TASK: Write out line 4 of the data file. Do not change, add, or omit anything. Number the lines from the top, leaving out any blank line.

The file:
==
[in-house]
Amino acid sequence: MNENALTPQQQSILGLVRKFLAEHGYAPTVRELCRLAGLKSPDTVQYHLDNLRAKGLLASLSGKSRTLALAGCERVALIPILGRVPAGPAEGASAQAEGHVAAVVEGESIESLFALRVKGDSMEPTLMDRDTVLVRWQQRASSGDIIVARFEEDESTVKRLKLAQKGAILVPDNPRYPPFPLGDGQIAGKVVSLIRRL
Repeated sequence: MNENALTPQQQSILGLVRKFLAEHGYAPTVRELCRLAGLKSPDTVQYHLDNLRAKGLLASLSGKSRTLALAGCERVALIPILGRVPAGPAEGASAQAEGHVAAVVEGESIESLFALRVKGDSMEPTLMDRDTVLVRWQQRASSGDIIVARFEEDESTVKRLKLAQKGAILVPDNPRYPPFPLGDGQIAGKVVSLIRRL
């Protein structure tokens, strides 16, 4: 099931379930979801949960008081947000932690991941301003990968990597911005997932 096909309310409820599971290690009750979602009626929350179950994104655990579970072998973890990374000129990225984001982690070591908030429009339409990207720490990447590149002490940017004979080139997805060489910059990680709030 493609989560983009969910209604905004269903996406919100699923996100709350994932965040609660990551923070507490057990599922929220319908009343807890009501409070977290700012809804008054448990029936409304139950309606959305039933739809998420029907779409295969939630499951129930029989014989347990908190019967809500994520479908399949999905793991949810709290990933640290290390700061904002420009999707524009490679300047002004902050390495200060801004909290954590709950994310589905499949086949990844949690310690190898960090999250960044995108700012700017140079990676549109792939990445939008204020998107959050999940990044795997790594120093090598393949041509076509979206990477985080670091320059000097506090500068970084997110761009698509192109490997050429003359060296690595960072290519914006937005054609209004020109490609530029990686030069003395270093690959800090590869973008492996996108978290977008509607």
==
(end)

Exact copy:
């Protein structure tokens, strides 16, 4: 099931379930979801949960008081947000932690991941301003990968990597911005997932 096909309310409820599971290690009750979602009626929350179950994104655990579970072998973890990374000129990225984001982690070591908030429009339409990207720490990447590149002490940017004979080139997805060489910059990680709030 493609989560983009969910209604905004269903996406919100699923996100709350994932965040609660990551923070507490057990599922929220319908009343807890009501409070977290700012809804008054448990029936409304139950309606959305039933739809998420029907779409295969939630499951129930029989014989347990908190019967809500994520479908399949999905793991949810709290990933640290290390700061904002420009999707524009490679300047002004902050390495200060801004909290954590709950994310589905499949086949990844949690310690190898960090999250960044995108700012700017140079990676549109792939990445939008204020998107959050999940990044795997790594120093090598393949041509076509979206990477985080670091320059000097506090500068970084997110761009698509192109490997050429003359060296690595960072290519914006937005054609209004020109490609530029990686030069003395270093690959800090590869973008492996996108978290977008509607």